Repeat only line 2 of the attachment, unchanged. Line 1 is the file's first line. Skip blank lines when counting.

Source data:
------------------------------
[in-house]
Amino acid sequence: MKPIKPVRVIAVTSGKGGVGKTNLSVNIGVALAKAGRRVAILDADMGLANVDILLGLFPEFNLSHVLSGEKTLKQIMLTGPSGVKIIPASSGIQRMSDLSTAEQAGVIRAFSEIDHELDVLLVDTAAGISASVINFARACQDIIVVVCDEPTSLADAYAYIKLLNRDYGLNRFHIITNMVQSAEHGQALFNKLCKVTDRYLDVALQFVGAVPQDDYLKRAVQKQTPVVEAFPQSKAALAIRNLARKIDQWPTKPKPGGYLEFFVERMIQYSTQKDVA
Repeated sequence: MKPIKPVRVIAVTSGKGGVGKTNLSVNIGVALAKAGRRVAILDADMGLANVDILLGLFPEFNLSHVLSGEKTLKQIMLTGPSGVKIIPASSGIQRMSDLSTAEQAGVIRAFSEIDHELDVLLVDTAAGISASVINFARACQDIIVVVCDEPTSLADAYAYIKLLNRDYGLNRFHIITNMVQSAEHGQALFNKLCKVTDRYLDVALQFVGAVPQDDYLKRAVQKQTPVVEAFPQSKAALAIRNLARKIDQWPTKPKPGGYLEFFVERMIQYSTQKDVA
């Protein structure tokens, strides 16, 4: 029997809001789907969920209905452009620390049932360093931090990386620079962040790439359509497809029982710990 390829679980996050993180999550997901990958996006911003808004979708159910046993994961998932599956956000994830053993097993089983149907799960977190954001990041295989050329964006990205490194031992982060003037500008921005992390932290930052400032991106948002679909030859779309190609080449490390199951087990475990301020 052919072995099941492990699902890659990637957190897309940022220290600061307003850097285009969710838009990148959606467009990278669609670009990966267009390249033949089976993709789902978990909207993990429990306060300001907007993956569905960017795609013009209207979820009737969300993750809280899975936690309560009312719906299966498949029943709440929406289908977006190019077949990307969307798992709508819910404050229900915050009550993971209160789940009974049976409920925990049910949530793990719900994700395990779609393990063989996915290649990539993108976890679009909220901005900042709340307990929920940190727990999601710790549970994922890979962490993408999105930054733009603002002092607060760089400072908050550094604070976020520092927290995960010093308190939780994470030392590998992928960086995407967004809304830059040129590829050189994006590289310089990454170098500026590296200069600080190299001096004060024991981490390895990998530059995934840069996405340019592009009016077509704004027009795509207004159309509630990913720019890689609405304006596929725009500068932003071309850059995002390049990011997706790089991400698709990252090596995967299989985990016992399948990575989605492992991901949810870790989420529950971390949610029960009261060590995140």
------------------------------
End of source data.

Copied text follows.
Amino acid sequence: MKPIKPVRVIAVTSGKGGVGKTNLSVNIGVALAKAGRRVAILDADMGLANVDILLGLFPEFNLSHVLSGEKTLKQIMLTGPSGVKIIPASSGIQRMSDLSTAEQAGVIRAFSEIDHELDVLLVDTAAGISASVINFARACQDIIVVVCDEPTSLADAYAYIKLLNRDYGLNRFHIITNMVQSAEHGQALFNKLCKVTDRYLDVALQFVGAVPQDDYLKRAVQKQTPVVEAFPQSKAALAIRNLARKIDQWPTKPKPGGYLEFFVERMIQYSTQKDVA